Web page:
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The accelerated pace of change means that our industry’s leadership can struggle to pass on relevant experience as they have in the past. Knowing this is one thing, but how to respond? Rob Dreblow shares a few examples
Whether it’s held in Amsterdam, New York, Mumbai, Singapore or Tokyo, one common conclusion from WFA events is that an effective client is one who shows strong leadership. Yet, perhaps counter-intuitively, the very best marketers, those who generate the best work, are often the leaders who demonstrate humility.
One of my favourite soundbites from a recent CMO Forum was “just because you have the microphone, doesn’t mean you should sing”. Leaders need to know their limits now, more than ever.
“Responding to a fast-changing world” has probably been on the WFA agenda since the organisation was founded in 1953.
The current pace of change means that our industry’s leadership can feel limited when it comes to its ability to pass on relevant experience. Knowing this is one thing, but how to respond? Some examples from our CMOs include:
Audit and elevate your digital acumen
Experience-based leadership programme
Develop opportunities for your organisations’ leaders to create and market their own small DTC business. This enables colleagues to learn from the first-hand experience of being a start-up.
WFA CMO Forum at Cannes Lions, June 2019
Embrace constructive disruption
Challenge legacy approaches in key areas such as brand building. One of our members explained how they are now developing roles for ‘brand entrepreneurs’; charged with creating new ‘business experiences’ and increasingly behaving like start-ups.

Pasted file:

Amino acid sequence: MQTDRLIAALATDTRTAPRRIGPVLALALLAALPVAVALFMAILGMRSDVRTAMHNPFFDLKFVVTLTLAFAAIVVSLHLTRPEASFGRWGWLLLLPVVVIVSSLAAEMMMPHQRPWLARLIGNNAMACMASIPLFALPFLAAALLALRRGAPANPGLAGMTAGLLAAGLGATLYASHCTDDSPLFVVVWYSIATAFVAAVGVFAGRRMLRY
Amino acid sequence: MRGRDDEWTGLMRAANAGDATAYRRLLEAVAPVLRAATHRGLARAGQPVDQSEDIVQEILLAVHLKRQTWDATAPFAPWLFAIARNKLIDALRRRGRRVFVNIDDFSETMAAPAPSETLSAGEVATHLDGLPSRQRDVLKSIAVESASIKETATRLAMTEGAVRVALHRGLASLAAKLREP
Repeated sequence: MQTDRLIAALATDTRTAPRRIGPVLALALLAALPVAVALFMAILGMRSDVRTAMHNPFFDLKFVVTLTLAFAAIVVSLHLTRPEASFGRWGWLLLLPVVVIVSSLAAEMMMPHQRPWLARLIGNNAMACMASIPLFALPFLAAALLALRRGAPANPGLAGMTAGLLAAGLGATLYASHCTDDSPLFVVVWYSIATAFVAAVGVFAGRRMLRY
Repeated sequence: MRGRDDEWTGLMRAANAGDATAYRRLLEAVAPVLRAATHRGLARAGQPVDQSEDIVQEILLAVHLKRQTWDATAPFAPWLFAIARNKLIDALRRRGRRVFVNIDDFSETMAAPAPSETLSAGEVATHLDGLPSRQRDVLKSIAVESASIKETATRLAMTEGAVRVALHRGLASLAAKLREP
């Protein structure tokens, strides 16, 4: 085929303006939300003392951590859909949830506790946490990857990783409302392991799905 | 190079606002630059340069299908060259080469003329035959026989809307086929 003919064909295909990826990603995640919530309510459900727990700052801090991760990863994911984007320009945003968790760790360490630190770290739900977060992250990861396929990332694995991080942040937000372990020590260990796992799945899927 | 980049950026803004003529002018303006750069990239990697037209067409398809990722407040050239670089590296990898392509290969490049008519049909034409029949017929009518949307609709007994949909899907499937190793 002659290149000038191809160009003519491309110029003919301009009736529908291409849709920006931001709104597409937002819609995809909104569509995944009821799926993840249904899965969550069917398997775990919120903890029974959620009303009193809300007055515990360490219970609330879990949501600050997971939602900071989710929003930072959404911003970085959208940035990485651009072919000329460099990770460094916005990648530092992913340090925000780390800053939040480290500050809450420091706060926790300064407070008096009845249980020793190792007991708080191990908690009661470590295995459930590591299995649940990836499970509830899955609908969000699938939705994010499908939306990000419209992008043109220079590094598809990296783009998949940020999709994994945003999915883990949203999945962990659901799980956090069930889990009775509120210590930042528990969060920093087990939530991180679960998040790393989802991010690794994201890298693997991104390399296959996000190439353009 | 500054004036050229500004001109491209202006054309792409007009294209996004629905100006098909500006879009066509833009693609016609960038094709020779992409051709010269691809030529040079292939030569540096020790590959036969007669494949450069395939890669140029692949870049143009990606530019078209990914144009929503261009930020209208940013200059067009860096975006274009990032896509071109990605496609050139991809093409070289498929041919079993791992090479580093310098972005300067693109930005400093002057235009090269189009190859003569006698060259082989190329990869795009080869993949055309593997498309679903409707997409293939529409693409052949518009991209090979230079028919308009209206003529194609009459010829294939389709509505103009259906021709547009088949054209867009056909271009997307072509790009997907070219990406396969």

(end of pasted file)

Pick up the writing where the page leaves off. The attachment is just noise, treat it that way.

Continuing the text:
Do the right thing
Recognise existing policies are no longer enough to attract and retain the talent you need. Your colleagues need to trust the leadership to ‘do the right thing’. To retain talent you need to be at the forefront of evolving company culture into an authentic sense of belonging.
Senior leaders were never expected to know everything. Yet having a broad knowledge of all relevant areas is critical; what one WFA member described as “being comb-shaped”. However, in many cases, this breadth of knowledge simply no longer exists.
A good starting point is to know your personal limitations and not be afraid to admit any weakness. The important part is to visibly demonstrate that you have the desire to do something about it. Whilst also creating the environment, and providing the platforms, to enable others to develop with you.
For more information or questions, please contact Robert Dreblow